It was only when he asked me "c'est quoi, en fait, 'gonorrhea'?" that I realised exactly what he had bought. Another proud parenting moment. I would like to emphasise that we spent many hours looking at improving stuff in two museums. HOURS. I even found a dusty corridor full of decapitated birds to walk them along, bitching and saying their feet hurt:



This one in particular is fucking FURIOUS about having its head cut off:



But even so, gonorrhea. I am going to have to creep upstairs with the kitchen scissors and take the label off.

Here. Gonorrhea. It's cuddling up to e-coli and, I think, a streptococcus. Can you guess which one it is?




I had better sleep now, because science never does.

Wednesday, 9 March 2011

Wednesday

Weepette is practising his 'being read aloud to' face for his new job as a literacy dog:


1. Victor Hugo face

Ô gouffre! L'âme plonge et rapporte le doute..



(This is also slightly like his Footlights headshot, I think. He could, indeed, use it to audition for Les Misérables, neatly squaring the circle, whatever the fuck that actually means).


2. Chekhov face

"What's the use of talking? You can see for yourself that this is a barbarous country; the people have no morals; and the boredom!"



(He was in fact on his way to dog borstal during this heart-rending photoshoot. He had turned up the reproachometer to maximum, just in case I had a change of heart and smuggled him into my wheely suitcase).

3. I am not sure what this one is:





In the meantime, we are in London. I have already got into a squabble with a German man who called me an arsehole because he thought I was trying to hurry him off the train. I was probably actually rolling my eyes at my own children who have tragically become OUT OF TOWNERS. They have perfected the art of walking slowly across a mainline station concourse whilst looking slightly dazed AND getting stuck in tube barriers, then, to break my heart even more profoundly, Fingers sat on the Hammersmith & City line with a slightly supercilious expression and said "je préfère les trams de chez nous". I was rendered temporarily speechless and have had to bundle him straight onto the top deck of a Lahndan bus to try and rectify the damage. He remains unmoved. I am not sure what I still have in reserve, their entire plan for the next two days is "aller acheter les microbes" (buy plush bacteria, from the Natural History Museum). We are going to something at ExCel with Sir Waffle on Friday morning which sounds fun, even though for me, ExCel is irrevocably associated with my brief stint in the property law department of my erstwhile employers, hallowed be their Chambers Directory ratings, where I signally failed to deal with some tricky easements over a pylon in a barren corner of the ExCel site. The giant, cigarette paper thin plans I shoved guiltily in my desk drawers still come and rustle at me in recurrent nightmares.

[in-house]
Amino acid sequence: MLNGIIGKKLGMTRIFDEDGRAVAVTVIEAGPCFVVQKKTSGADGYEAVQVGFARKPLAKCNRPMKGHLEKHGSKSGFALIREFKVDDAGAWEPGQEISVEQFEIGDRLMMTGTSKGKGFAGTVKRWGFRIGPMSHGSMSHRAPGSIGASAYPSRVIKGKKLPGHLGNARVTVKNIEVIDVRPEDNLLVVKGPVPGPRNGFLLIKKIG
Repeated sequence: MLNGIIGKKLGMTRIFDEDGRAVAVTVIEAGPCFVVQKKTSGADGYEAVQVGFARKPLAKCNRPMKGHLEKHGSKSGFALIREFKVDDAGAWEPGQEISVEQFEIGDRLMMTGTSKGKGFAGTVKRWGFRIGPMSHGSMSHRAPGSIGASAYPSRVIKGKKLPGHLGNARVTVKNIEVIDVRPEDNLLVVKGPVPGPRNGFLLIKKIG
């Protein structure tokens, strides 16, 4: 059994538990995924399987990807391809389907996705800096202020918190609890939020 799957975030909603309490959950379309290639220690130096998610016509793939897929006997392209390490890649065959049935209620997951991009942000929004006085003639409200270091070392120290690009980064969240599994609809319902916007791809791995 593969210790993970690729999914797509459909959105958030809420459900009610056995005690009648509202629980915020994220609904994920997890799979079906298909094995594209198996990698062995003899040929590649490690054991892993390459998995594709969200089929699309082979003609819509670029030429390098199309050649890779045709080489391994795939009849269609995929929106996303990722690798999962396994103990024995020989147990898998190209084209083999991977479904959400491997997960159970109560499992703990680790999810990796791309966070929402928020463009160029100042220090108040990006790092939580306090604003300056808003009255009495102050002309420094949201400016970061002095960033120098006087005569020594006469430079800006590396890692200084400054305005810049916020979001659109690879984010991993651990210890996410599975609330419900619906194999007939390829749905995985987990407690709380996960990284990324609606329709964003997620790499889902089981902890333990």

In fact though, I have already struck holiday gold in the most unexpected way, and I think nothing will quite match up. Leading a reluctant constitutional around west London this afternoon, I realised we were very close to the fish pedicure place that I went to for Facegoop last year ; we took a detour so I could show them. It was love at first sight for Lashes, like a piscine thunderbolt. He stood, open mouthed and completely entranced at the sight and pleaded and pleaded with the single minded insanity that only an 8 year old can muster to be allowed to have his feet nibbled by small fish.


ING forgive me, I could not find it in my heart to say no, and I do not regret it for a second. If I am trying to rediscover tiny moments of pure joy, this was certainly one. They both did it, the ridiculous fish pedicure. Lashes had an expression of the most distilled, concentrated bliss throughout and Fingers laughed so hard on his precarious bucket perch that I was quite sure he would fall in. The Japanese lady on the front desk couldn't help giggling too. We all laughed and laughed as the sun set over the fleshpots of Notting Hill, and back in Square Marnix in Brussels, I don't suppose the ING were laughing much, but wotthehell. My children had a goddam fish pedicure.



(at this point, you can see they had got beyond the AAAAAH FISH stage to the 'yeah, fish. But also: biscuits!' phase)

"I will ALWAYS remember this" said Lashes, reverently, towards the end. I think we all will.